It was also a shame that the discussions about making it clear to my child when staff changes were happening (as advised by the NAS, whose print out I took in to show you) were (as you said) simply impossible.  I mean keeping track of 3 full time member's of staff and 2 part time must be difficult, I see that.

I do wonder if you ever had answers to the questions in the home/school book I started? It's SUCH a shame you lost it.  I completely understand you couldn't read out the social story to my child to help with home time - again not enough staff. Although apparently too many to note their comings and goings.  How do you live with the dichotomy?

I get you were surprised when my child didn't return for the final term but what with you not being able to change her nappies, read her social story  and the three hour meltdowns she'd have she when came home (often wearing the same soiled nappy that you couldn't spot) - well I simply didn't have the energy.

I admit my email expressing my concerns about your ability to safeguard my child during school years was quite strong and angry - I'm sorry about that.  I should have kept my temper.  I didn't expect you to reply saying you were withdrawing my child name from your school rote (the pre school was a feeder to the school) - I think that counts as discrimination?  But discrimination is such a nasty word isn't it?

Is that why it's easier for you say "Oh Mrs X got ever so angry, but then she never accepted her child was autistic."

I repeat - is discrimination such a nasty word it's easier to blame the parent for not understanding?  Which is sad, really sad. How much MORE would you need to convince you I was trying to work with you. Why - because you had my daughter and she is more precious to me, than I am, and I get that tolerance and understanding, breeds tolerance and understanding. I'm a Buddhist also, and every night I would mediate, trying to shine love on the situation so I could deal with it calmly, I failed and I'm sorry.  But I'm also human.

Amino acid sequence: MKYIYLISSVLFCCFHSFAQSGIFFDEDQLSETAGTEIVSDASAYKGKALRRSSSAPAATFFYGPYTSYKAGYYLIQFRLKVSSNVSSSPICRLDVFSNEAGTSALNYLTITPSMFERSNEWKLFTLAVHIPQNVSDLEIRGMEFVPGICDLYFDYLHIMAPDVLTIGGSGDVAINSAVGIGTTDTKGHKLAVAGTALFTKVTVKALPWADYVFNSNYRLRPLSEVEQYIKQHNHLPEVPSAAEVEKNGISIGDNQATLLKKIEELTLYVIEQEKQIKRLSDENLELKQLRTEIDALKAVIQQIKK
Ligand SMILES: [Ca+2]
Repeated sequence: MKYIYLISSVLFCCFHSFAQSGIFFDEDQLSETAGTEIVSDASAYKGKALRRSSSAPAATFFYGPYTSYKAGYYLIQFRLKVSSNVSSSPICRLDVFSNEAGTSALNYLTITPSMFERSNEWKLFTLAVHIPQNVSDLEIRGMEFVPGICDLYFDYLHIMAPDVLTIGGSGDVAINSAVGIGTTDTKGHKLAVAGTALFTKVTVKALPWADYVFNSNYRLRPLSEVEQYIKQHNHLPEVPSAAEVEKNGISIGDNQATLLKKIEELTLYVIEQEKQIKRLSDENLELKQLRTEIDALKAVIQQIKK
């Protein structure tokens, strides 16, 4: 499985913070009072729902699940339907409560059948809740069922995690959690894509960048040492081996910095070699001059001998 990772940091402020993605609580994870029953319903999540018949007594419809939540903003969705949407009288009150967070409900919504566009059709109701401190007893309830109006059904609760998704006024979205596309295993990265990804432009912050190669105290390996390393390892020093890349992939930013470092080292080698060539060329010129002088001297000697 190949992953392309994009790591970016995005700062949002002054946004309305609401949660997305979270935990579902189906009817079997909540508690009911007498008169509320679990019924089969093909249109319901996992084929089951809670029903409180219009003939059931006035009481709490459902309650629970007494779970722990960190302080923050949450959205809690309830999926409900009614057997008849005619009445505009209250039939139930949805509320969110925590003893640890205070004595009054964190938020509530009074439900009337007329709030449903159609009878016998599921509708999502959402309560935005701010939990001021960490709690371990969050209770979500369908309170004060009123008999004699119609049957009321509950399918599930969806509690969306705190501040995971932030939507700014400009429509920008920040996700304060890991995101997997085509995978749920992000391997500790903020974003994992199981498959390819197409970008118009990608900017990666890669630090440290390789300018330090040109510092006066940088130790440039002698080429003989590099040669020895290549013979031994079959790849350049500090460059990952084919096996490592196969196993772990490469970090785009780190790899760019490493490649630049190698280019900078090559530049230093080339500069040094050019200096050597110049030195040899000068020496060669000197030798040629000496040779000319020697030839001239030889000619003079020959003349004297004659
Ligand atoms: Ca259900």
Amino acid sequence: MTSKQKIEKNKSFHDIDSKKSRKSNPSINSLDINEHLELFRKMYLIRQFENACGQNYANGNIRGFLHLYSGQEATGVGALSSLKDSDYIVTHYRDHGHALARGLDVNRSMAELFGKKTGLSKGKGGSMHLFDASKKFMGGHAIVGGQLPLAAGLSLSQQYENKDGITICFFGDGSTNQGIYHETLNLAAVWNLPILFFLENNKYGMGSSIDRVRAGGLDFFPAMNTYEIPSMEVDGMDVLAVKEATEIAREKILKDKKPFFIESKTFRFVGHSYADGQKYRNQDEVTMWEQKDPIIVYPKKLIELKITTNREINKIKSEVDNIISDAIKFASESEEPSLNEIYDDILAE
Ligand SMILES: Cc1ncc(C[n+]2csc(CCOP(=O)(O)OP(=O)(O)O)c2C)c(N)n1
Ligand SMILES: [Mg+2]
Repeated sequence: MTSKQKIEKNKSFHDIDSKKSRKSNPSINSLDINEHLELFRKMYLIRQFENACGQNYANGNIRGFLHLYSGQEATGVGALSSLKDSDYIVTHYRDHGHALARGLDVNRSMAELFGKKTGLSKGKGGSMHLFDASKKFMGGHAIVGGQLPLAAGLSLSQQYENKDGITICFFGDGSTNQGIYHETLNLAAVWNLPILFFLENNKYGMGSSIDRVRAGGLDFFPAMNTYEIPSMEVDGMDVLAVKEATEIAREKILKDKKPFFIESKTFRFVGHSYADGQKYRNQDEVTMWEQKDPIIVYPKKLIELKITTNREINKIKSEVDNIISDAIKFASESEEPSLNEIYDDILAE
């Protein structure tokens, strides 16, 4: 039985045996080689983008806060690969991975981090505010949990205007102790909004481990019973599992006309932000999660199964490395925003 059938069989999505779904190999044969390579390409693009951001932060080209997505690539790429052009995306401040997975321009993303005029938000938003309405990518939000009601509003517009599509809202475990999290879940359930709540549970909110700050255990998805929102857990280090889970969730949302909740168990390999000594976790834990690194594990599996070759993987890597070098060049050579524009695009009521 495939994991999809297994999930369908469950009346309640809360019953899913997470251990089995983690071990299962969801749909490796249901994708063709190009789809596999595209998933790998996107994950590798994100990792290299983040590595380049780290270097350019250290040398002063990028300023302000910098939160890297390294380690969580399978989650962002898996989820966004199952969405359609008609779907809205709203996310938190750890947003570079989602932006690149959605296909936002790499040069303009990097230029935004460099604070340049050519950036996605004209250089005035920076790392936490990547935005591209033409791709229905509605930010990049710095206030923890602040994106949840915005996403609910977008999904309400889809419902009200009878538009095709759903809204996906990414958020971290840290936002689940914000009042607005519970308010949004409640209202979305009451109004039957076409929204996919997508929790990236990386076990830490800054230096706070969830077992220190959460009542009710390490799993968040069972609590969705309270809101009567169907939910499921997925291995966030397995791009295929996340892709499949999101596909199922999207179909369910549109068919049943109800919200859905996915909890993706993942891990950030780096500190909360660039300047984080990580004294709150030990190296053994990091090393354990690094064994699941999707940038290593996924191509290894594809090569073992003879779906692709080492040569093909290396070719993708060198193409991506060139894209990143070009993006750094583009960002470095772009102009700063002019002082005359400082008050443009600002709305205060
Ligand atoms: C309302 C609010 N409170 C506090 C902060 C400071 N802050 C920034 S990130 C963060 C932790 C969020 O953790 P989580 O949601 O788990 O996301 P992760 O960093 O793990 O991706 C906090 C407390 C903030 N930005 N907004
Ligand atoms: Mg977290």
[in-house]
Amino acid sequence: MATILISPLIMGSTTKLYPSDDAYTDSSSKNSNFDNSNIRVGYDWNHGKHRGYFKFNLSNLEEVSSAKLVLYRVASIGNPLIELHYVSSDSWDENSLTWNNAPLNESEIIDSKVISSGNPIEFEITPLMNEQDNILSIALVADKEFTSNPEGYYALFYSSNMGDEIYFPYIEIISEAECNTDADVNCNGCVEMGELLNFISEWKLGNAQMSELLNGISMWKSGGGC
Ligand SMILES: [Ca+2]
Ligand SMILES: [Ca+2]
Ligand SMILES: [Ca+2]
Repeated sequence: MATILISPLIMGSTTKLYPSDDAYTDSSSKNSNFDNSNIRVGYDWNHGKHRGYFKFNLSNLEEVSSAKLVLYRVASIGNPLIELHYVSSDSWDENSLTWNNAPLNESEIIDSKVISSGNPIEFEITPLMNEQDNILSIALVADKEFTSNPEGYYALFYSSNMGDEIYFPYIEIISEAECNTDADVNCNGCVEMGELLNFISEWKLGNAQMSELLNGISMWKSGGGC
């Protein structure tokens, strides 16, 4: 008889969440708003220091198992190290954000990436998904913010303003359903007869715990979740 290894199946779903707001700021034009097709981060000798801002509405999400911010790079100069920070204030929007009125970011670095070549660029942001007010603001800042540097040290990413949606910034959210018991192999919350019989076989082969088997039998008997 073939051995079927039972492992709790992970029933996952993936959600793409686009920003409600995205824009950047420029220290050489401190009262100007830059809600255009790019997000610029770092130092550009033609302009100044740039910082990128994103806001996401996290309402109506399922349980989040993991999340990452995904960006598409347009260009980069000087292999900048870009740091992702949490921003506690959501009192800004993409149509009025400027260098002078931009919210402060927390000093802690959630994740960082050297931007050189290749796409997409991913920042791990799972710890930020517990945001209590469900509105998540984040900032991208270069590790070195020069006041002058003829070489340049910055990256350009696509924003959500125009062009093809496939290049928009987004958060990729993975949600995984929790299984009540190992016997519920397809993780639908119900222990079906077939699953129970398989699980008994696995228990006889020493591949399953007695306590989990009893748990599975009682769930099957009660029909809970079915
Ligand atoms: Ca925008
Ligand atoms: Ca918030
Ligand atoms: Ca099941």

It is hard when you suspect your child is different, it is hard when you are trying to open dialogues before your child is diagnosed, and you want your child's needs listened too.  That makes parents sad and angry.  It's also a dialogue you will have had many times with many other parent's who also appear "not" to understand - so please make the dialogue easier for us by listening. Often we do know our child is autistic before diagnosis day, it's just difficult to start that dialogue with you.  Especially if you're not listening.  Please listen.

I knew my child was autistic, I tried and failed to share that with her pre school and 2 years on I am blamed for not accepting she is autistic.  I wish I knew how to build a better dialogue so other parents and teachers don't have to have the same pointless battle whilst the child looses out on an education and suffers instead.  Four weeks after I took my child out of her pre school she turned round and said to me "I so happy".  I'd forgotten when she'd last said that, it been so long.

This is based on what happened to my family and the real sadness is that it happens all over.  Please share if you wish, so people in this situation on both sides (parents and teachers) can find a better way of building that pre diagnosis dialogue.  Our kids are worth it.